LONDON — Theresa May has plenty of options now that she's no longer a resident of 10 Downing Street.
She could opt for the highly paid speaker circuit, become a consultant to an investment bank, or take a high profile PR position — like former Deputy Prime Minister Nick Clegg, who signed up with Facebook for his post-politics career.
But May is not cashing in — for now. Ever modest and dutiful, the former prime minister simply plans to take a backseat role in Parliament, one of 650 members of the House of Commons, representing her longtime district as she has for more than two decades.
After the heartbreak of trying to wrench Britain out of the European Union — an effort that produced a still unbroken impasse that dominated her three year premiership — May seems to crave a bit of normalcy.
"I am about to leave Downing Street but I am proud to continue as the member of Parliament for Maidenhead. I will continue to do all I can to serve the national interest," she said, walking away from the heights of power with her head held high and her husband Philip at her side.
While the Brexit project she touted on her arrival remains in tatters, May cited her role as Britain's second female prime minister as a positive record for women.
"I hope that every young girl who has seen a woman prime minister now knows for sure that there are no limits to what they can achieve," she said in her final Downing Street address.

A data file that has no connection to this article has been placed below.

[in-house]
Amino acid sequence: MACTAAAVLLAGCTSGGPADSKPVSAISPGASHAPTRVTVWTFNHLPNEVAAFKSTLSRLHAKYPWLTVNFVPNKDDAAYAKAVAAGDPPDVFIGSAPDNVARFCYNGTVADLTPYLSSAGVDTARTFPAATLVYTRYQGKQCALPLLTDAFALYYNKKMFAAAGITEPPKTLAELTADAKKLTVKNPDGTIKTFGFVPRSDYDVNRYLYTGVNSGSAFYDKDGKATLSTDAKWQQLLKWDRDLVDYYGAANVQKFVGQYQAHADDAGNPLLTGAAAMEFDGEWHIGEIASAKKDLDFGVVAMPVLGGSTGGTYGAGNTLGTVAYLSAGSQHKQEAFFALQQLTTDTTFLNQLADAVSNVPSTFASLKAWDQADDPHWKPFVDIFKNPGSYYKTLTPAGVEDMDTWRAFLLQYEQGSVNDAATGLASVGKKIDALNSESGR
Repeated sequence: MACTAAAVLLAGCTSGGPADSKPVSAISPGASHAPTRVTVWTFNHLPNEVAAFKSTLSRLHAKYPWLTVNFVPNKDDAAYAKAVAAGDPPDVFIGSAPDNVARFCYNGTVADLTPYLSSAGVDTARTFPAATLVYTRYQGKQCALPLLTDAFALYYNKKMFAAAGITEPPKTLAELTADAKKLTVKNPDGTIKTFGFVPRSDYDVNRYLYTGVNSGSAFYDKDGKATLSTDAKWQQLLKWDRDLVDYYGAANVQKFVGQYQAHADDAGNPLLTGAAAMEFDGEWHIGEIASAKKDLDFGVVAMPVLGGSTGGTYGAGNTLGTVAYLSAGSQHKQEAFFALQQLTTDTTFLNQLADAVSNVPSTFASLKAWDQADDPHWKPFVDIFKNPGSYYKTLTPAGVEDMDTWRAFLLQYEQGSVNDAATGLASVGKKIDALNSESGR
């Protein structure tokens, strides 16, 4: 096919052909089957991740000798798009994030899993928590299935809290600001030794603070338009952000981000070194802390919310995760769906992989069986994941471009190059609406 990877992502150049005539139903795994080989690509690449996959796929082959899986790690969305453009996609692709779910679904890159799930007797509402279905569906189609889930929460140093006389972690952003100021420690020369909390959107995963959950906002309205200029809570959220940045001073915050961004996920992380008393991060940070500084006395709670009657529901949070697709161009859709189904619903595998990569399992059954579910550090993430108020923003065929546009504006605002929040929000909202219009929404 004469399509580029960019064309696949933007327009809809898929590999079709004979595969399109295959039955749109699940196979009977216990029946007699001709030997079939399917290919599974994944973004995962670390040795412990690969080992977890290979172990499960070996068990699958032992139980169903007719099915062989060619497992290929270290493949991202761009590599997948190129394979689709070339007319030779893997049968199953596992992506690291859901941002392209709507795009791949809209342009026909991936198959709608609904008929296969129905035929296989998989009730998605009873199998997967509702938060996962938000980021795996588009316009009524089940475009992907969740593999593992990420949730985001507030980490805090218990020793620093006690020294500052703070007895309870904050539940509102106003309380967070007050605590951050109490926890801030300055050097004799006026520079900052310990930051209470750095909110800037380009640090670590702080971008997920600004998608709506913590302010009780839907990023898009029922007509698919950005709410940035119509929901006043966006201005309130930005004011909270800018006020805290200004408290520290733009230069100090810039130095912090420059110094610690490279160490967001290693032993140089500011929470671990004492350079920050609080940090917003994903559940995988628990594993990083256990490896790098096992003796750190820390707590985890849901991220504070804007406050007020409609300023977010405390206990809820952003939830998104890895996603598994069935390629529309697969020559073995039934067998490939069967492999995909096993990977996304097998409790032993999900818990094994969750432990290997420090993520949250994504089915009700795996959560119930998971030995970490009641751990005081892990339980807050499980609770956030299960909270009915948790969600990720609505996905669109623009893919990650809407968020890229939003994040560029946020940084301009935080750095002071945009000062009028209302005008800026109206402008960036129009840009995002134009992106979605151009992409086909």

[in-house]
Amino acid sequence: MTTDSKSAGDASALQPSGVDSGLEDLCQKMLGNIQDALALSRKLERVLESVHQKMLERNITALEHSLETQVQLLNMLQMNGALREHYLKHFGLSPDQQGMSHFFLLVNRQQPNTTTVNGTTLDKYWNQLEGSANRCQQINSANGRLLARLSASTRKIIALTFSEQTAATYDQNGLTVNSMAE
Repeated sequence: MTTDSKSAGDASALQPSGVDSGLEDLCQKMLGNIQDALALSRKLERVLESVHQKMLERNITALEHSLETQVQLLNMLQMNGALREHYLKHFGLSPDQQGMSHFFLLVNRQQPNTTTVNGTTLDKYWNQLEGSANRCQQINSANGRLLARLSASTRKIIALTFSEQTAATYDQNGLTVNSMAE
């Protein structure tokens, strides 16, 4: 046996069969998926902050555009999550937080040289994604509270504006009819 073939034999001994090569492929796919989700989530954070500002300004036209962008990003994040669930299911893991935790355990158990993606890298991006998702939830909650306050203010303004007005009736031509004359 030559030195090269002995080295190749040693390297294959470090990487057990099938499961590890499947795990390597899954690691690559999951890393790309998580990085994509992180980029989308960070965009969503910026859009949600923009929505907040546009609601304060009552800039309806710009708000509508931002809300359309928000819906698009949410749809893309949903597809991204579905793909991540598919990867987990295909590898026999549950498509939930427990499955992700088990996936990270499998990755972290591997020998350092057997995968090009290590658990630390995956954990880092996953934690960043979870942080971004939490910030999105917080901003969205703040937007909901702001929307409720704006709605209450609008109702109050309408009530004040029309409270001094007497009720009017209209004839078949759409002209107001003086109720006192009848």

An hour earlier, she told members of Parliament that a future female prime minister — or perhaps more than one — could be in their midst.
May's final months were painful as Parliament repeatedly rejected the Brexit divorce deal with the EU that was the cornerstone of her administration. She finally accepted that her Conservative Party was hopelessly divided on the issue, and succumbed to pressure to step down.
May has promised her "full support" for successor Boris Johnson, who now inherits the Brexit stalemate with an Oct. 31 deadline for Britain's departure fast approaching. But many expect her to use her parliamentary vote — and her influence — to try to prevent Britain from leaving the EU without a deal, which Johnson says he's willing to do if necessary.
Former Conservative Party legislator Matthew Parris said he does not expect May to stay out of the fray even though her role is much reduced.
"When it comes to votes in the House of Commons she has set her face against a no-deal Brexit," he said. "Her refusal to contemplate a no-deal Brexit was what in the end destroyed her. And I don't think she's going to change her mind now about a no-deal Brexit. And if it looks as if we're heading that way. Expect to hear more from Theresa May."
Renata Brito in London contributed to this report.